For frequent travelers, one of the toughest decisions is what do you do with a stopover that really isn’t long enough to become a layover. If it’s still too long to sit in an uncomfortable airport chair, or even in a lounge where you could doze off and miss your flight, what’s the alternative?
A relatively new service called Yotel is looking to fill that niche. With rates starting at 37 British pounds for four hours, the capsules are modeled after first-class airline seats. The smallest are 7 square meters, the largest 10 square meters, and they include a bed, a shower, and a flat screen television. Longer stays are available. For example, a standard cabin in London is 58 pounds for 10 hours; in Amsterdam it is currently 76 euros. Yotel is currently not in travel agent computers but cabins, even for four hours, can be booked in advance on yotel.com
Even the smallest standard cabins include free internet connectivity, television, room service and relatively plush if very tiny accommodations. (Claustrophobics need not apply.) This is a description from the company’s site.
The large single bed (large enough for a cosy 2) with full sitting height, a hand layered organic coir, latex and lambswool mattress for the best sleep ever with percale cotton sheets pillows and duvet.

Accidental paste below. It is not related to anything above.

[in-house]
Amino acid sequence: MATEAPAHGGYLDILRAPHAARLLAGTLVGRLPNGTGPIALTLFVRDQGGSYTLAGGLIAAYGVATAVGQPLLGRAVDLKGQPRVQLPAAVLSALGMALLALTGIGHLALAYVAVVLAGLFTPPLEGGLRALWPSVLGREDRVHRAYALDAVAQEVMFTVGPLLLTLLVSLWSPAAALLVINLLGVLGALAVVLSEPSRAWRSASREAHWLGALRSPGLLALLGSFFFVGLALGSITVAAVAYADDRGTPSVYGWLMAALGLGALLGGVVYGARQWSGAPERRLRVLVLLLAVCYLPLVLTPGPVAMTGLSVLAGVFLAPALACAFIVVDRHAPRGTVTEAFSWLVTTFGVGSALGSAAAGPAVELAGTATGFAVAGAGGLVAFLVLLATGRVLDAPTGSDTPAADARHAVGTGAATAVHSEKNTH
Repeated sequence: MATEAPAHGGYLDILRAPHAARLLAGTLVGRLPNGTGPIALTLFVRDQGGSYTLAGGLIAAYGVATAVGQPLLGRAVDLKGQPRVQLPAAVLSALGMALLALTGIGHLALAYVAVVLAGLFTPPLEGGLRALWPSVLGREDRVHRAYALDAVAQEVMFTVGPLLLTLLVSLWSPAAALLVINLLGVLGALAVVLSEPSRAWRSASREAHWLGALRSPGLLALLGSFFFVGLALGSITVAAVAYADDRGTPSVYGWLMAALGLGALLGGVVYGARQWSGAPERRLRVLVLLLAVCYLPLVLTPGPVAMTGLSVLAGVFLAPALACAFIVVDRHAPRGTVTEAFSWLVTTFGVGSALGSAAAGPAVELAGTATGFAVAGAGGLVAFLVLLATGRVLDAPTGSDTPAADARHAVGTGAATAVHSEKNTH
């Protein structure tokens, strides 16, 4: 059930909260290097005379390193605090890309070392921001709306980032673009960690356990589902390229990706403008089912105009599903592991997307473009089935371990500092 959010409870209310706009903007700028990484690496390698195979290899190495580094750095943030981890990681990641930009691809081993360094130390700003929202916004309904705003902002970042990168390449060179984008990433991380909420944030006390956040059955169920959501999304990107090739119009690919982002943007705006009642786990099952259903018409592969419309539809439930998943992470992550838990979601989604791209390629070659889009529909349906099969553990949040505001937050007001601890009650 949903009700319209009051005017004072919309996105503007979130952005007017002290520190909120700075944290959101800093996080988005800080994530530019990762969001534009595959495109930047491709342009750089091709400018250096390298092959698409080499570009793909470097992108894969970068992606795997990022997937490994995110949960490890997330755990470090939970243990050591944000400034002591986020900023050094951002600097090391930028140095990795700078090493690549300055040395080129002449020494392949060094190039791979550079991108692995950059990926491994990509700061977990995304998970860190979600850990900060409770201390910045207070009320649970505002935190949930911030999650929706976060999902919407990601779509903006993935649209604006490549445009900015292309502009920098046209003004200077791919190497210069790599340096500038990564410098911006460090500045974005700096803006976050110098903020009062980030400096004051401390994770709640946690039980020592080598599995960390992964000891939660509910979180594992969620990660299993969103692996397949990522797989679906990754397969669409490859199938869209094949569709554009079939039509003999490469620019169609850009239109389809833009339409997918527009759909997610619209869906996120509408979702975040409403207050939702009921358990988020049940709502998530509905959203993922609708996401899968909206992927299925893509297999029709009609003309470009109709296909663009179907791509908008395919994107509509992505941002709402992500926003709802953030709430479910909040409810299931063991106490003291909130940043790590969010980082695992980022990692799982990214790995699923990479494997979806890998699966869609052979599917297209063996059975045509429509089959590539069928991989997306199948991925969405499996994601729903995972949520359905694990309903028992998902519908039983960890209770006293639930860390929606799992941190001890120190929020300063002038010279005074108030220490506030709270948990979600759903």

The bathroom includes a shower, revitalising all in one body wash, heated mirror and soft towels.
The fold out work desk and stool, doubles for unpacking and there is overhead hand luggage stowage, suit bag hanging and storage areas for small pieces.
Currently there are three locations, London Heathrow Terminal 4, London Gatwick, and Amsterdam’s Schipol Airport. The company hopes to have locations at most of the world’s major airport, with the next location planned for Abu Dhabi. While these capsule type hotels have been common in the Far East, they have been nonexistent in Europe and the United States. An added benefit – no wasted time getting in and out on hotel shuttle buses.
Although for travelers who might just want a shower or nap before a meeting, Yotel CEO Gerard Greene, an industry veteran, says they hope to open in city centers such as London and New York. In an economy where companies are slashing travel budgets, these micro-rooms may end up a big big business.